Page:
What’s your networth?

Purely aside from the fact that I love this concept, the question raised is increasingly important, and increasingly broad.

It used to be that you were the sum of what the people in your sphere of experience knew of you. And while that hasn’t essentially changed, the sphere has expanded, and now what people know of you isn’t just what they see when they see you, what they hear from you and about you, and what they know from those who know you. Now you’re everywhere, digitally.

Google yourself. What comes up? Is it right, wrong, not enough, too much? We worry a lot these days about being too electronically visible, but chances are that in some respects, you’re not visible enough. You’ve probably done more things, and more important things, than any of us know.

Seth’s Godin’s blog today makes an interesting observation: maybe resumes are old school, passe, irrelevant, last generation’s way of painting the hire-me self-portrait. His point: extraordinary people don’t have just a resume. Google them, and you find multiple points of electronic engagement with them: blogs, personal web sites, papers, photo streams — many electronic facets of who they are.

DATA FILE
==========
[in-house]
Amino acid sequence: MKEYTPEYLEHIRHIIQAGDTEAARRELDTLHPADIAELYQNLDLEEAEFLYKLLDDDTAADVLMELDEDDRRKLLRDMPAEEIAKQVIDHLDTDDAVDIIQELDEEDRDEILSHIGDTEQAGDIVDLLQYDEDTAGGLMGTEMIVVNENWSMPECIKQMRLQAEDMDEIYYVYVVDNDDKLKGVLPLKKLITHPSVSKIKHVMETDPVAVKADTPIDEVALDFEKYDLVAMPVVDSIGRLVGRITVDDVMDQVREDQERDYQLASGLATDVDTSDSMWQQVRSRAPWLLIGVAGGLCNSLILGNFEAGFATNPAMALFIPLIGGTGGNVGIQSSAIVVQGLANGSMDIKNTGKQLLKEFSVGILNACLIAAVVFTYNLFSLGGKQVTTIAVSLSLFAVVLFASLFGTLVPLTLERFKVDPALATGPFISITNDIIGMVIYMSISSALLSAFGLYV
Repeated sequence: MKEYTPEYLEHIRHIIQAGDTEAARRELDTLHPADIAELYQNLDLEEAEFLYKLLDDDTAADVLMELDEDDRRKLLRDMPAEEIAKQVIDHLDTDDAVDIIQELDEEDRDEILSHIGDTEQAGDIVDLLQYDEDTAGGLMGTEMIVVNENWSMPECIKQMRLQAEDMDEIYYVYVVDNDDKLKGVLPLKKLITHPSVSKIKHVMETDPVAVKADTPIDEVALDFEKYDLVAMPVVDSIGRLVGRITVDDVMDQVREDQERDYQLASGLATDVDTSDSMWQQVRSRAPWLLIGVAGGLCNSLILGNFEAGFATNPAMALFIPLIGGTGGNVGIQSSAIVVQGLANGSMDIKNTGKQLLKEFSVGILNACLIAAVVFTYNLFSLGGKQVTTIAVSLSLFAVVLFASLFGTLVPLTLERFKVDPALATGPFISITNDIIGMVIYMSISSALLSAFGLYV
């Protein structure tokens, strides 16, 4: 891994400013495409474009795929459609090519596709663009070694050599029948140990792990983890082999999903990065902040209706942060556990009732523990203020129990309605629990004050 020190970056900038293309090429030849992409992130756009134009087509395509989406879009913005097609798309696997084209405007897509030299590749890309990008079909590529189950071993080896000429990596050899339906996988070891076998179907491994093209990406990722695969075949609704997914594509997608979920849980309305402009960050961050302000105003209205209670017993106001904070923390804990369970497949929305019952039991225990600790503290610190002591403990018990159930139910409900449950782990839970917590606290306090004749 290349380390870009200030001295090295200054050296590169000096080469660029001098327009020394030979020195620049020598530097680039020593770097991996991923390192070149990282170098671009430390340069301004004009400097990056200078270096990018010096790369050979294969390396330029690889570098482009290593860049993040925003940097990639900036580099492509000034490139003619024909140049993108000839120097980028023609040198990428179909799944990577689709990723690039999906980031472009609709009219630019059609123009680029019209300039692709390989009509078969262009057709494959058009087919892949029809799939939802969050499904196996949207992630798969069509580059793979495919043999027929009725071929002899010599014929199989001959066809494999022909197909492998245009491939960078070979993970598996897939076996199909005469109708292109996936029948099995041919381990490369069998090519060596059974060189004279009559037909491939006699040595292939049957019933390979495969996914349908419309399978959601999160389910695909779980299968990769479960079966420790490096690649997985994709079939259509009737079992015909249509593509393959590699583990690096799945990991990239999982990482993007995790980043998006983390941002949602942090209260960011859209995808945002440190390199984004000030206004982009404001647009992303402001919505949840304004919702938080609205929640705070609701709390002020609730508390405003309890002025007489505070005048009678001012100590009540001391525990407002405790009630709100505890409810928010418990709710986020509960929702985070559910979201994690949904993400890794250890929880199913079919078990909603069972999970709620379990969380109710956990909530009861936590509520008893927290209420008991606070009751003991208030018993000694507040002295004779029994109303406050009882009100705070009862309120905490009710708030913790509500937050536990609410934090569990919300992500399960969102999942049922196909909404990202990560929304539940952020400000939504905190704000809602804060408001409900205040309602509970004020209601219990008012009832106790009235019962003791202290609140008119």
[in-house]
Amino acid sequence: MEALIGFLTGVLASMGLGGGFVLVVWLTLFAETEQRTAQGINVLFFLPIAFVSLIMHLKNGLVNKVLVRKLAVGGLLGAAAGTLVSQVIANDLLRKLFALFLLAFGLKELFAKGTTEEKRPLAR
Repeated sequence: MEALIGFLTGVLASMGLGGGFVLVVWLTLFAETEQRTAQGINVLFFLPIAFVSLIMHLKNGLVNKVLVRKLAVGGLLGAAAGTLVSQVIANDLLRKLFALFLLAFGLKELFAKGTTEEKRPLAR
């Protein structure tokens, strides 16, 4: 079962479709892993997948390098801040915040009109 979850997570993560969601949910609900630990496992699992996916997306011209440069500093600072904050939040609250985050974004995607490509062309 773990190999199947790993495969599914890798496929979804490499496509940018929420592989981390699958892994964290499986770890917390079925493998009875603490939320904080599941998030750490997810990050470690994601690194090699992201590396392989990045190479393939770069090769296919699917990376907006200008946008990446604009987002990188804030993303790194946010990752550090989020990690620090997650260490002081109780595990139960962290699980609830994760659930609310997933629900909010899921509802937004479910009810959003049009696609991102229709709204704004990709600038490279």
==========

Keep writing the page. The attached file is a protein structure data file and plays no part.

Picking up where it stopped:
How about you? What’s out there? And is it what you want, what shows that you are extraordinary? If it’s just your Facebook page, it ain’t enough.

I won’t argue that resumes and CVs aren’t important, but as Seth says in his post, they are more reasons to reject you (the right keywords didn’t come up in our ResumeDigger software) than they are reasons to be wowed by you.

To borrow from Tom Peters, the WOW factor is huge, not just for your projects, but for your Self (in both the existential sense and the hire-me sense).

Make sure that your WOW is findable.